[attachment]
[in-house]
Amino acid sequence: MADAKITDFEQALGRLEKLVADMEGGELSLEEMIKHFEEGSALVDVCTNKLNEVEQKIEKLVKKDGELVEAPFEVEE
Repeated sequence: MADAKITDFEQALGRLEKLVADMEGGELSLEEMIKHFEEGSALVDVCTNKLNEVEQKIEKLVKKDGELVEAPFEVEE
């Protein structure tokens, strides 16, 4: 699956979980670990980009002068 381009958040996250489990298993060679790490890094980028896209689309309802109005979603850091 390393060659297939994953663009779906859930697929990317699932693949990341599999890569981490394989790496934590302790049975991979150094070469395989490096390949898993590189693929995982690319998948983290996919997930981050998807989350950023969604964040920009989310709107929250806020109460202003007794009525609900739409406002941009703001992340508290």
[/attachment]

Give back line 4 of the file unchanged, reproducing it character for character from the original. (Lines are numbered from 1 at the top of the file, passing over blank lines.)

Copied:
């Protein structure tokens, strides 16, 4: 699956979980670990980009002068 381009958040996250489990298993060679790490890094980028896209689309309802109005979603850091 390393060659297939994953663009779906859930697929990317699932693949990341599999890569981490394989790496934590302790049975991979150094070469395989490096390949898993590189693929995982690319998948983290996919997930981050998807989350950023969604964040920009989310709107929250806020109460202003007794009525609900739409406002941009703001992340508290």